As part of a fundraising strategy donation boxes consistently fail to fulfil their potential, but does it have to be this way? Bernard Ross explains what’s going wrong – and the research exploring how to put it right.
A lot of flawed thinking and anecdotes underpin so called ‘best practice’ in arts fundraising today. That's why the National Arts Fundraising School, with support from Ogilvy Consulting and Arts Council England, has set up the world’s largest field experiment in arts and culture fundraising www.decisionscience.org.uk. This involves testing various approaches to fundraising over six months in real situations as part of a randomised control trial, to establish what really works and how well. One of the techniques we’re testing is donation boxes – both physical and electronic.
Are donation boxes a simple and easy way to fundraise? Do they give audiences and visitors a chance to make a gift to support your work? Well yes, if properly placed, designed and nurtured, but as currently used they suffer from five problems.
1. They don’t produce very much
Frankly, it’s hard to tell how much cash donation boxes do produce. None of the ten arts agencies I approached informally in my initial research was willing to declare how much they gained from their box. But I know from other research that boxes in smaller museums often produce as little as £20 a week. And contactless – often seen as the next big thing – doesn’t necessarily produce more.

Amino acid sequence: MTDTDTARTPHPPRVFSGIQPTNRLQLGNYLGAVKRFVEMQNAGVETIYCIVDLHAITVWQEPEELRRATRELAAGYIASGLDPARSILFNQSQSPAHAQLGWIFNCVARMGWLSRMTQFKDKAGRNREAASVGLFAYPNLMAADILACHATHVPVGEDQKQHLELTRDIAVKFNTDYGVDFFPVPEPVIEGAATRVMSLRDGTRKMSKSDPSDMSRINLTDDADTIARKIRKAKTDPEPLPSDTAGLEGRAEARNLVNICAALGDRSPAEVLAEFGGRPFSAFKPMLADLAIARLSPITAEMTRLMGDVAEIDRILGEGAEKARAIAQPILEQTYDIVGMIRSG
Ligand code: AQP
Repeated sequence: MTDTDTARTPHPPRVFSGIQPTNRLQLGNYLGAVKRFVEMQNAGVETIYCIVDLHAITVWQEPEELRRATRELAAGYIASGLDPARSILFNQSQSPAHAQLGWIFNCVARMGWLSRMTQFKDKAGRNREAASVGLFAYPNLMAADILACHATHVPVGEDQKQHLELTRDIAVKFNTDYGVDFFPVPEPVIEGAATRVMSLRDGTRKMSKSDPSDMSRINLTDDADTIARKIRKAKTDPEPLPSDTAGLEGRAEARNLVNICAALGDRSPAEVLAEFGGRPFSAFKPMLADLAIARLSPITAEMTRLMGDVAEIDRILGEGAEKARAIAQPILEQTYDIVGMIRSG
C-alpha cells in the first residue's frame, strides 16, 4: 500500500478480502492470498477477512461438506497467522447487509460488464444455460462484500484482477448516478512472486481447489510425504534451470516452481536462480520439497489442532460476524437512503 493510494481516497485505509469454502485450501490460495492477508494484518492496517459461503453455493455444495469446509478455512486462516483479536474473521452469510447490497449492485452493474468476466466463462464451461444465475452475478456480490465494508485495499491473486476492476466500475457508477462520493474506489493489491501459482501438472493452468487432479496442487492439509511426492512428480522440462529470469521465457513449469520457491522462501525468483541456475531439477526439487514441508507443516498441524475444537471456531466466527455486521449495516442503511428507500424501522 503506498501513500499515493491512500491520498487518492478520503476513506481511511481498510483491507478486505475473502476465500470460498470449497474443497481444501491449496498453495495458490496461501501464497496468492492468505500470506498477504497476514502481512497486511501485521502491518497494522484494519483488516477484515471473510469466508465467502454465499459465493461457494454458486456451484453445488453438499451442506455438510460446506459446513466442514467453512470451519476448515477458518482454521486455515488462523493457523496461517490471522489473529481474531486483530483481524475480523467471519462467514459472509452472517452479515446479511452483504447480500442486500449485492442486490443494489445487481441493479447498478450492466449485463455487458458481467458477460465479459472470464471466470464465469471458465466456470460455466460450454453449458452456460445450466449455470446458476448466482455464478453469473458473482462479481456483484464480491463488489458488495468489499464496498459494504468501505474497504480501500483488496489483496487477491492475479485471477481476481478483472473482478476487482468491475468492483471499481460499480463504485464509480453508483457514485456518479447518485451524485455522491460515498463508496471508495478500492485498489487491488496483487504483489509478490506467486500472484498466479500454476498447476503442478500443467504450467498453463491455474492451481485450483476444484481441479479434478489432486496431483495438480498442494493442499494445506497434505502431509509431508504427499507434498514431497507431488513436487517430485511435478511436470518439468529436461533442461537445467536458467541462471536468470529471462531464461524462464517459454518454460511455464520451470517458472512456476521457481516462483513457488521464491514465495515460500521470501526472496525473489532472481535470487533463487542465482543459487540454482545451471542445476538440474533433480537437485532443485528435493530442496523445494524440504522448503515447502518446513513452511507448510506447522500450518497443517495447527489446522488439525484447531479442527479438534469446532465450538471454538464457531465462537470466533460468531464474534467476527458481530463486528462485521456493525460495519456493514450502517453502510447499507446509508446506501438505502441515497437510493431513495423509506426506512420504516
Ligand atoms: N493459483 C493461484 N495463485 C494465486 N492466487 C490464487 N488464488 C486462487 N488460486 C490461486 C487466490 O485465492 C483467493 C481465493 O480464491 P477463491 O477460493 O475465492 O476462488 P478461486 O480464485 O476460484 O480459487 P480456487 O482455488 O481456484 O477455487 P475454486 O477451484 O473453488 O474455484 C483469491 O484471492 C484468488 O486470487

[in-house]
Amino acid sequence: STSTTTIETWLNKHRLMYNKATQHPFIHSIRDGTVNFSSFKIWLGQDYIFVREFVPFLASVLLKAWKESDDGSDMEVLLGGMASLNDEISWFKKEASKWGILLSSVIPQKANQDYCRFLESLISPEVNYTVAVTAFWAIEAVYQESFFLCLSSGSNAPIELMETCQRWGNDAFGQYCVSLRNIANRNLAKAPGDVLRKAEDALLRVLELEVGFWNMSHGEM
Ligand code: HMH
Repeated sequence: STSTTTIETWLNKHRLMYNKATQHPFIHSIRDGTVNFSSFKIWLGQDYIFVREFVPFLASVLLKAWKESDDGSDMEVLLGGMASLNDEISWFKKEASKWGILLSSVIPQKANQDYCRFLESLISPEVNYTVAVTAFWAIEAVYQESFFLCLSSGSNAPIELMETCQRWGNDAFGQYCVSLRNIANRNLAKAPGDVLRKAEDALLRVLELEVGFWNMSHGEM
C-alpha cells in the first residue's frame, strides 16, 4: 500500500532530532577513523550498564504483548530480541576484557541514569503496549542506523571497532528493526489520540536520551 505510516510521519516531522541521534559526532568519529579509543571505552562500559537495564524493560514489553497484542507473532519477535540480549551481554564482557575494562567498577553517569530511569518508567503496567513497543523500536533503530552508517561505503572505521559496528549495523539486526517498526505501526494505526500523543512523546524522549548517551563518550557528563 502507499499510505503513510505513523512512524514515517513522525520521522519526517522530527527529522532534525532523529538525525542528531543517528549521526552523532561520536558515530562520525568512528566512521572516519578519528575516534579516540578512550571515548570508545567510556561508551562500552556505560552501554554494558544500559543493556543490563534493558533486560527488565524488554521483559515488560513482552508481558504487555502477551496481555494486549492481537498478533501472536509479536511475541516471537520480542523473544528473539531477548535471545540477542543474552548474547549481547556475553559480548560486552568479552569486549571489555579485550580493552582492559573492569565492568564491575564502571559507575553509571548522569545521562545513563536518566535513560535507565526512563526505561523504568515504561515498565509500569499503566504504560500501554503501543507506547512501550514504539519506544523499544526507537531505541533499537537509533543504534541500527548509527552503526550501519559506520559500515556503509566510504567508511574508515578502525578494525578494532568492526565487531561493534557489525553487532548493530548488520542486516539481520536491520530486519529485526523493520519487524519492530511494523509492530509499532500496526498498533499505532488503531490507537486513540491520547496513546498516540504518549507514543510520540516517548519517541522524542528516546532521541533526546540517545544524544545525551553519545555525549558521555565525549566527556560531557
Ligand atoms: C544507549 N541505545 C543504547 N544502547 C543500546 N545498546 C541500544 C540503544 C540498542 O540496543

In one large gallery in north west England, the contactless approach produced even less that the donation box – an average of £28 a month, compared to £78 from static boxes. And when the mighty Science Museum had donation boxes, only 20% of the 4 million visitors met the very modest suggested donation of £5, which raised the grand total of just £110,000 a year. When the museum changed its approach to one based on more scientific principles, its income rose to £1.4m a year. Science works.
According to their last annual report, Tate’s four sites attracted 8.4 million visitors last year, but I’d be surprised if they got much more than £200,000 from their boxes. That works out at less than 2.5p per visitor. Take a look at their very cool and artwork-y donation box. It doesn’t look very full. Just to be clear, I’m not singling out Tate. This is, however, a criticism of major institutions which, despite having the footfall to drive large donation levels, produce really poor results.
2. They confuse our brains